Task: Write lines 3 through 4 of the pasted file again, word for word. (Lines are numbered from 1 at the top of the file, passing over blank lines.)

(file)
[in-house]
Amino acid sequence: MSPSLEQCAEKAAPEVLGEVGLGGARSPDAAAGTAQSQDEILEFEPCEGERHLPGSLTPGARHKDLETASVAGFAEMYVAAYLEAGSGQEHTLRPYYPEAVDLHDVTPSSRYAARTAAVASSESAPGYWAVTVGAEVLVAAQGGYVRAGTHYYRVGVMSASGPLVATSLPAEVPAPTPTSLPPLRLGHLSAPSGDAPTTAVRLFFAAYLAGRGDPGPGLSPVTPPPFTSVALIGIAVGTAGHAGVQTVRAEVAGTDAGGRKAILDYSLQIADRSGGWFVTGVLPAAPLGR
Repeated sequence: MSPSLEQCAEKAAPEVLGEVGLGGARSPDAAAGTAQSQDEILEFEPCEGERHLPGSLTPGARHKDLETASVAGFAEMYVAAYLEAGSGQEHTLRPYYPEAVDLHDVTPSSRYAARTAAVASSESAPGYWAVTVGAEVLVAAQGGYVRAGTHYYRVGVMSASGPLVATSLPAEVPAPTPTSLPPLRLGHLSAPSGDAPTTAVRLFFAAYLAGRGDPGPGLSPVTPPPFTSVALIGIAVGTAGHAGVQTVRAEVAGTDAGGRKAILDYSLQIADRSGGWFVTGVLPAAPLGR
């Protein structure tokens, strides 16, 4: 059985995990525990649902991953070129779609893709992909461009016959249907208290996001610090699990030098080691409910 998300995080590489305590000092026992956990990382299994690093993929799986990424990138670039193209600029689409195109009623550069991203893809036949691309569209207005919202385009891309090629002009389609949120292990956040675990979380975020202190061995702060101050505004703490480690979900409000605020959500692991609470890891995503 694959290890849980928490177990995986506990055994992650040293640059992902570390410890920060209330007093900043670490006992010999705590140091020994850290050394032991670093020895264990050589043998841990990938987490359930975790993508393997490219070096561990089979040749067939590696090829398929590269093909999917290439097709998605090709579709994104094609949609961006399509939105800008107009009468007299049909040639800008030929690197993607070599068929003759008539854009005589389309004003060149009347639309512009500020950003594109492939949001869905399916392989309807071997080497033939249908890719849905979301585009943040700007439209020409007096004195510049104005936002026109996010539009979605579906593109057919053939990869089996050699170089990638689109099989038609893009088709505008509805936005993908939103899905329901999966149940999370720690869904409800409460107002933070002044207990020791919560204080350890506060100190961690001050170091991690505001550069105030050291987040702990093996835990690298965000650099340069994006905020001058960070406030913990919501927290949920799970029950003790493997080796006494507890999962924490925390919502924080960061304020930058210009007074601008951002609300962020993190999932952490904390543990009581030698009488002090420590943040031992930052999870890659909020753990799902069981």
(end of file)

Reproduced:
Repeated sequence: MSPSLEQCAEKAAPEVLGEVGLGGARSPDAAAGTAQSQDEILEFEPCEGERHLPGSLTPGARHKDLETASVAGFAEMYVAAYLEAGSGQEHTLRPYYPEAVDLHDVTPSSRYAARTAAVASSESAPGYWAVTVGAEVLVAAQGGYVRAGTHYYRVGVMSASGPLVATSLPAEVPAPTPTSLPPLRLGHLSAPSGDAPTTAVRLFFAAYLAGRGDPGPGLSPVTPPPFTSVALIGIAVGTAGHAGVQTVRAEVAGTDAGGRKAILDYSLQIADRSGGWFVTGVLPAAPLGR
């Protein structure tokens, strides 16, 4: 059985995990525990649902991953070129779609893709992909461009016959249907208290996001610090699990030098080691409910 998300995080590489305590000092026992956990990382299994690093993929799986990424990138670039193209600029689409195109009623550069991203893809036949691309569209207005919202385009891309090629002009389609949120292990956040675990979380975020202190061995702060101050505004703490480690979900409000605020959500692991609470890891995503 694959290890849980928490177990995986506990055994992650040293640059992902570390410890920060209330007093900043670490006992010999705590140091020994850290050394032991670093020895264990050589043998841990990938987490359930975790993508393997490219070096561990089979040749067939590696090829398929590269093909999917290439097709998605090709579709994104094609949609961006399509939105800008107009009468007299049909040639800008030929690197993607070599068929003759008539854009005589389309004003060149009347639309512009500020950003594109492939949001869905399916392989309807071997080497033939249908890719849905979301585009943040700007439209020409007096004195510049104005936002026109996010539009979605579906593109057919053939990869089996050699170089990638689109099989038609893009088709505008509805936005993908939103899905329901999966149940999370720690869904409800409460107002933070002044207990020791919560204080350890506060100190961690001050170091991690505001550069105030050291987040702990093996835990690298965000650099340069994006905020001058960070406030913990919501927290949920799970029950003790493997080796006494507890999962924490925390919502924080960061304020930058210009007074601008951002609300962020993190999932952490904390543990009581030698009488002090420590943040031992930052999870890659909020753990799902069981």